To become perfect, say a Rosary a day. St. Louis de Montfort
I’m not a parent, but I was raised in a family of four boys and one girl, so I understand that family Rosary time can easily devolve into a chore, especially with little kids. The constant headaches, distractions, and lack of participation might tempt you to “reduce the sentence” to one decade per night, or even forego the practice altogether, at least as a family. “I get more out of it when I pray by myself,” you might think, “without the kids misbehaving.”
I get the frustration. I’m sure it’s annoying. I understand that the average five-year-old won’t be able to pay attention for as much as two minutes at a time, let alone a whole Rosary. And it must be extremely frustrating trying to pray at all with more than one kid fighting and screaming for no reason in the background. However, I’d still urge you to do it.
Why? Because you’re doing exactly what you should be doing as Catholic parents: you’re forming good habits in your kids. Even if they’re invariably passing out by the third decade, you are sending a message every time you force them to stop what they’re doing, calm down for a second, and pray. You’re saying this is important enough to justify putting up with a long chain of screams and interruptions. And as your kids get older, if they care about their faith at all, they’ll get it. Even if they’re too young to understand, they get used to the idea that a certain amount of time each day has to be reserved for prayer—it’s non-negotiable. It therefore becomes normal. You can’t “get out of” talking to God if you’re too tired, even if it’s only for a few minutes, any more than you can get out of putting the kids to bed just because you want to go straight upstairs and pass out yourself.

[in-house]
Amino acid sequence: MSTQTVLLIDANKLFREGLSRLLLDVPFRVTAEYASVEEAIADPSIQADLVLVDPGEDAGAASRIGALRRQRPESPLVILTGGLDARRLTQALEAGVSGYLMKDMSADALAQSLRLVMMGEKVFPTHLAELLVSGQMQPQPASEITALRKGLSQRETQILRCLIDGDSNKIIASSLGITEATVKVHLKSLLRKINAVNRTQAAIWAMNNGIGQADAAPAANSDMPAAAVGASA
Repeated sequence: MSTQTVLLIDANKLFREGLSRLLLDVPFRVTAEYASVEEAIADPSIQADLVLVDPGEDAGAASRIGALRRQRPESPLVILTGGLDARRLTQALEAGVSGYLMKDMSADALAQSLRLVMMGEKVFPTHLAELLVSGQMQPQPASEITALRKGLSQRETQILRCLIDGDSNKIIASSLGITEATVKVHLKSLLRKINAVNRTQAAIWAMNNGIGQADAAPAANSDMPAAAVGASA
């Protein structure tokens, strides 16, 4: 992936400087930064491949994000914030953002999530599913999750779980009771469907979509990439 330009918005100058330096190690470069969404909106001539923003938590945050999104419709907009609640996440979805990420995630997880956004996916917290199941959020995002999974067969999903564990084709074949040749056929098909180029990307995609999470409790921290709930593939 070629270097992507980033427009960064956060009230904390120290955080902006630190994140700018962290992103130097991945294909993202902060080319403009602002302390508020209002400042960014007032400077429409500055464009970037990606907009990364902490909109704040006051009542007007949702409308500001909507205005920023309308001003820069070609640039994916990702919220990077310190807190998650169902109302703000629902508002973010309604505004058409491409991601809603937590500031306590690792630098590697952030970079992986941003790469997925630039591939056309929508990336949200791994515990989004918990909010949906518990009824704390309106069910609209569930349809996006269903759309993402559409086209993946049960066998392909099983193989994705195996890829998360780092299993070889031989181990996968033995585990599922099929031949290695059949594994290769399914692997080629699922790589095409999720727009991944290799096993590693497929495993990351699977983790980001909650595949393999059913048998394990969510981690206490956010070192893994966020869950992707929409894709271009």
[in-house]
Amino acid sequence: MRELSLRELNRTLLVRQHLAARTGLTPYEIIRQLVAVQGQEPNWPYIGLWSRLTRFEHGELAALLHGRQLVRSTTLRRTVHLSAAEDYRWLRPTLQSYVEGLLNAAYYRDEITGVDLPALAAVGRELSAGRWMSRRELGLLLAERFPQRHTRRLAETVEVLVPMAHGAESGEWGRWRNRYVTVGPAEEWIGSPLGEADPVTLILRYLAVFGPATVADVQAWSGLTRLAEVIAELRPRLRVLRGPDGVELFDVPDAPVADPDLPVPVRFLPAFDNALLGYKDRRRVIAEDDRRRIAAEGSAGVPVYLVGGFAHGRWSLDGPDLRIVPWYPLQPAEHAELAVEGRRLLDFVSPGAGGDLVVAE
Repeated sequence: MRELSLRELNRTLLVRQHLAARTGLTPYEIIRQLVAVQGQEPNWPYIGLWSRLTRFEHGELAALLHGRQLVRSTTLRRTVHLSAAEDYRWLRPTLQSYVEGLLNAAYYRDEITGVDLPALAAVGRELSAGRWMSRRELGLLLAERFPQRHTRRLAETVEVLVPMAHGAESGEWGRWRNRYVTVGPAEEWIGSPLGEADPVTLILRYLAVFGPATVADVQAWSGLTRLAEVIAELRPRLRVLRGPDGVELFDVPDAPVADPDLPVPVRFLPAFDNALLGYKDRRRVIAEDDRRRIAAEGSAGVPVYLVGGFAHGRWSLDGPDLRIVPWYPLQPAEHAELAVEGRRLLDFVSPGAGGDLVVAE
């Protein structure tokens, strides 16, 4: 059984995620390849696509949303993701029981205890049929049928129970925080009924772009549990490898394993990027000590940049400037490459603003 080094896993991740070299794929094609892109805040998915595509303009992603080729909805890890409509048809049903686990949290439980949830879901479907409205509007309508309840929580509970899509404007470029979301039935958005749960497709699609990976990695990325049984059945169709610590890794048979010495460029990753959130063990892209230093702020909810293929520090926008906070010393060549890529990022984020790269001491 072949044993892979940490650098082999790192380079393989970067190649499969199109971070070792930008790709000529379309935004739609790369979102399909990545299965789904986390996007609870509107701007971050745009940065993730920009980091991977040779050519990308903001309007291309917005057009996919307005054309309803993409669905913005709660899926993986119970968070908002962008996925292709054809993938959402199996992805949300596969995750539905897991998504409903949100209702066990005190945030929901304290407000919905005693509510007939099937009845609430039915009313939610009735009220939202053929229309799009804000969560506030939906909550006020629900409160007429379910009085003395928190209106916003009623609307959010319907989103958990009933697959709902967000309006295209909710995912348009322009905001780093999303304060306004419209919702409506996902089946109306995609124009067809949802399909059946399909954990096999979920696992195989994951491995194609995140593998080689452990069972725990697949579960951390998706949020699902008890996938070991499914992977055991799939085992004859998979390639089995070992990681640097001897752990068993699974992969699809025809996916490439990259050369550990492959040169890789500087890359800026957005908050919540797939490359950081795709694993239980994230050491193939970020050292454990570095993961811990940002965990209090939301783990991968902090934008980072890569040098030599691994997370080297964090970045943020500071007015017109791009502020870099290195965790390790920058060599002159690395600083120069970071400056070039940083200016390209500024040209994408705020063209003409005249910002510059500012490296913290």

So, with St. Louis de Montfort, I’d recommend making the effort, because I think it’s worth it. You know what de Montfort says? “To become perfect, say a Rosary a day.”
To become perfect, he says. Not “good” or “okay,” but… “perfect.” There’s a reason why the Fatima children prayed more rosaries than most sane men would consider. Next to the Mass, this is one of the most powerful prayers of all time, and certainly a good act of reparation. Urge your kids to do it, and urge them early. It will make a difference. I know it did for me.
Enter the mystery of prayer and glorify God as a family.
For more insight on praying together as a family, you’ll certainly enjoy this new book from TAN.
Compiled by The Dominican Sisters of St. Cecilia in Nashville, this little book is backed by a strong Catholic tradition rooted in teaching the faith. From making time to recite basic oral prayers throughout the day to making each moment of life a prayer, A Short Guide to Praying as a Family is a lifelong guide to the spiritual life and a powerful means to building a relationship with the Lord.
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